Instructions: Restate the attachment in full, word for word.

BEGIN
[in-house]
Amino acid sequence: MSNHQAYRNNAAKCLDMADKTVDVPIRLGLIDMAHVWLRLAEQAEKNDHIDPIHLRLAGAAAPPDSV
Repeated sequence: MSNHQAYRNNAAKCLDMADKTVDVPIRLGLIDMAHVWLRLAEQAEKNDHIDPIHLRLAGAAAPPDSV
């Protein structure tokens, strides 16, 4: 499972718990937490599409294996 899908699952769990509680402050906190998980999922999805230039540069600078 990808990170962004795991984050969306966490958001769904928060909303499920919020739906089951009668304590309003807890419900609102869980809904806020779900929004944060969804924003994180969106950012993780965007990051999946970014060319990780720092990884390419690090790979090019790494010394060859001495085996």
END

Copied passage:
[in-house]
Amino acid sequence: MSNHQAYRNNAAKCLDMADKTVDVPIRLGLIDMAHVWLRLAEQAEKNDHIDPIHLRLAGAAAPPDSV
Repeated sequence: MSNHQAYRNNAAKCLDMADKTVDVPIRLGLIDMAHVWLRLAEQAEKNDHIDPIHLRLAGAAAPPDSV
């Protein structure tokens, strides 16, 4: 499972718990937490599409294996 899908699952769990509680402050906190998980999922999805230039540069600078 990808990170962004795991984050969306966490958001769904928060909303499920919020739906089951009668304590309003807890419900609102869980809904806020779900929004944060969804924003994180969106950012993780965007990051999946970014060319990780720092990884390419690090790979090019790494010394060859001495085996």